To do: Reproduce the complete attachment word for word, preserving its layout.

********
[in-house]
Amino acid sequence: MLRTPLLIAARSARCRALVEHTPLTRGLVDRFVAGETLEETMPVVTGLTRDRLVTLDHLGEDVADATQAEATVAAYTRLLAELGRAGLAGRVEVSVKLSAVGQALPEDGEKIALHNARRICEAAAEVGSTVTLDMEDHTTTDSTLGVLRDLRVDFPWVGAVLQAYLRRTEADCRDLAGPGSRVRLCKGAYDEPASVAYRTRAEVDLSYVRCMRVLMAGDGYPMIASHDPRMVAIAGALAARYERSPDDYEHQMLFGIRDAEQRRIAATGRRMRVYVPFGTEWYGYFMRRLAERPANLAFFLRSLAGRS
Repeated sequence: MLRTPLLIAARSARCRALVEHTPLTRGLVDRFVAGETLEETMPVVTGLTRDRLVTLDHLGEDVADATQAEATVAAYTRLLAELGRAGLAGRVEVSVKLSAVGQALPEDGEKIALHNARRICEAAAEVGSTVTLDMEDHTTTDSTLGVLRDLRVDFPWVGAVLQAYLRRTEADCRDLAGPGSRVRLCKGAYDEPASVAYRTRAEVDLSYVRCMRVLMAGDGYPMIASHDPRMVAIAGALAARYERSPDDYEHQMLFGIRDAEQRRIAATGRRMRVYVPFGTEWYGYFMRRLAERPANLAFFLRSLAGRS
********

[in-house]
Amino acid sequence: MLRTPLLIAARSARCRALVEHTPLTRGLVDRFVAGETLEETMPVVTGLTRDRLVTLDHLGEDVADATQAEATVAAYTRLLAELGRAGLAGRVEVSVKLSAVGQALPEDGEKIALHNARRICEAAAEVGSTVTLDMEDHTTTDSTLGVLRDLRVDFPWVGAVLQAYLRRTEADCRDLAGPGSRVRLCKGAYDEPASVAYRTRAEVDLSYVRCMRVLMAGDGYPMIASHDPRMVAIAGALAARYERSPDDYEHQMLFGIRDAEQRRIAATGRRMRVYVPFGTEWYGYFMRRLAERPANLAFFLRSLAGRS
Repeated sequence: MLRTPLLIAARSARCRALVEHTPLTRGLVDRFVAGETLEETMPVVTGLTRDRLVTLDHLGEDVADATQAEATVAAYTRLLAELGRAGLAGRVEVSVKLSAVGQALPEDGEKIALHNARRICEAAAEVGSTVTLDMEDHTTTDSTLGVLRDLRVDFPWVGAVLQAYLRRTEADCRDLAGPGSRVRLCKGAYDEPASVAYRTRAEVDLSYVRCMRVLMAGDGYPMIASHDPRMVAIAGALAARYERSPDDYEHQMLFGIRDAEQRRIAATGRRMRVYVPFGTEWYGYFMRRLAERPANLAFFLRSLAGRS